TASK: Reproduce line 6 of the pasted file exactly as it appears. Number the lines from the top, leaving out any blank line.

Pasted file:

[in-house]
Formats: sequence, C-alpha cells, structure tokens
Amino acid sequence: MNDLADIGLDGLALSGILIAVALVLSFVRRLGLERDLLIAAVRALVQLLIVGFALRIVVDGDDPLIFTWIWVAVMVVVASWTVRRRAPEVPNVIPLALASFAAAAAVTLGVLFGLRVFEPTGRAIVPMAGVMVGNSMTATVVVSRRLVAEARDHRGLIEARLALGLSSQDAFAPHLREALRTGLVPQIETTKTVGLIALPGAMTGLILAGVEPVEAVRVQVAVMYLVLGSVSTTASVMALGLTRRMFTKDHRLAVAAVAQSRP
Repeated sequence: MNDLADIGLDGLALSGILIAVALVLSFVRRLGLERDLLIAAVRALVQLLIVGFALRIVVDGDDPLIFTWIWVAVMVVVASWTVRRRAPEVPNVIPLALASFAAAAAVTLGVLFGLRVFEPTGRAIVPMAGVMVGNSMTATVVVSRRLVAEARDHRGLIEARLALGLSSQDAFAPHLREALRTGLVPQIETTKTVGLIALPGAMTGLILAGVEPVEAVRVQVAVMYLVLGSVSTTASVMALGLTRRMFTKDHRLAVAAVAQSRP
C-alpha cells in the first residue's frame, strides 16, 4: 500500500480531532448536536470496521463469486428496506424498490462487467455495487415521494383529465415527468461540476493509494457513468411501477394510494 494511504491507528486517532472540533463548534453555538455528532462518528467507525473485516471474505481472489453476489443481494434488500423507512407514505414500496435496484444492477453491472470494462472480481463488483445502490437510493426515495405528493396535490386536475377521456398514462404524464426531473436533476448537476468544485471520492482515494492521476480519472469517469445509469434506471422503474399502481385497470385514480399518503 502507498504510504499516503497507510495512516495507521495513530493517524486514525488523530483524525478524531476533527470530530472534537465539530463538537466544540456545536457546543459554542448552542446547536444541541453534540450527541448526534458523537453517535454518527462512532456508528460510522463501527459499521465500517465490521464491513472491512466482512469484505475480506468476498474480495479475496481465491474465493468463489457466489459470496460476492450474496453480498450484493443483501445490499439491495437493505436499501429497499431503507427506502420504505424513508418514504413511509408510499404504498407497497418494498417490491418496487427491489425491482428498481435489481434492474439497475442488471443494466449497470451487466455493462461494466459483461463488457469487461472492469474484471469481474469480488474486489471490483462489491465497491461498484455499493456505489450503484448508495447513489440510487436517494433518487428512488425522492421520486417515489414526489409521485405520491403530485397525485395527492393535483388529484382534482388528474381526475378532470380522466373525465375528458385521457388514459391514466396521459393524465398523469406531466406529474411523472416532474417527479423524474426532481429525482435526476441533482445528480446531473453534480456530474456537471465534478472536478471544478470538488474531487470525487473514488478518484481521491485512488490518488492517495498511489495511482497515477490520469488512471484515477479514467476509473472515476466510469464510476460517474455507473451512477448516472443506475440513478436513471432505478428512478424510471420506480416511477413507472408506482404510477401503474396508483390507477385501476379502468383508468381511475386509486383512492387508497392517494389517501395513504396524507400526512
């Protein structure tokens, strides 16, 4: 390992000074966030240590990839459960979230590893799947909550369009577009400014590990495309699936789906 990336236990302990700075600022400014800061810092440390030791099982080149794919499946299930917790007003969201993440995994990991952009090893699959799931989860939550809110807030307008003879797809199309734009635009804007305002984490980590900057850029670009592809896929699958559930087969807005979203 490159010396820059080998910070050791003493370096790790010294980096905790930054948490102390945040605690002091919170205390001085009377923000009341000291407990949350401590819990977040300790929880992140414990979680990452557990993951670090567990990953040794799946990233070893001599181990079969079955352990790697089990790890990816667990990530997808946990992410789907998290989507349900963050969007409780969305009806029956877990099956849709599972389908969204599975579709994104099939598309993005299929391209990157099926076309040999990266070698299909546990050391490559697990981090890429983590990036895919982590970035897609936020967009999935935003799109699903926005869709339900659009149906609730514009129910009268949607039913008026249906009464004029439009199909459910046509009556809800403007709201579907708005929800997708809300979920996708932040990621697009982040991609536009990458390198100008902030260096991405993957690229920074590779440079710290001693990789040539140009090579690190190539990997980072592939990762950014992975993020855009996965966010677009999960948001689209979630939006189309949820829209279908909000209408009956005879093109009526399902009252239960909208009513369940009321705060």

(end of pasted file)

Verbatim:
């Protein structure tokens, strides 16, 4: 390992000074966030240590990839459960979230590893799947909550369009577009400014590990495309699936789906 990336236990302990700075600022400014800061810092440390030791099982080149794919499946299930917790007003969201993440995994990991952009090893699959799931989860939550809110807030307008003879797809199309734009635009804007305002984490980590900057850029670009592809896929699958559930087969807005979203 490159010396820059080998910070050791003493370096790790010294980096905790930054948490102390945040605690002091919170205390001085009377923000009341000291407990949350401590819990977040300790929880992140414990979680990452557990993951670090567990990953040794799946990233070893001599181990079969079955352990790697089990790890990816667990990530997808946990992410789907998290989507349900963050969007409780969305009806029956877990099956849709599972389908969204599975579709994104099939598309993005299929391209990157099926076309040999990266070698299909546990050391490559697990981090890429983590990036895919982590970035897609936020967009999935935003799109699903926005869709339900659009149906609730514009129910009268949607039913008026249906009464004029439009199909459910046509009556809800403007709201579907708005929800997708809300979920996708932040990621697009982040991609536009990458390198100008902030260096991405993957690229920074590779440079710290001693990789040539140009090579690190190539990997980072592939990762950014992975993020855009996965966010677009999960948001689209979630939006189309949820829209279908909000209408009956005879093109009526399902009252239960909208009513369940009321705060």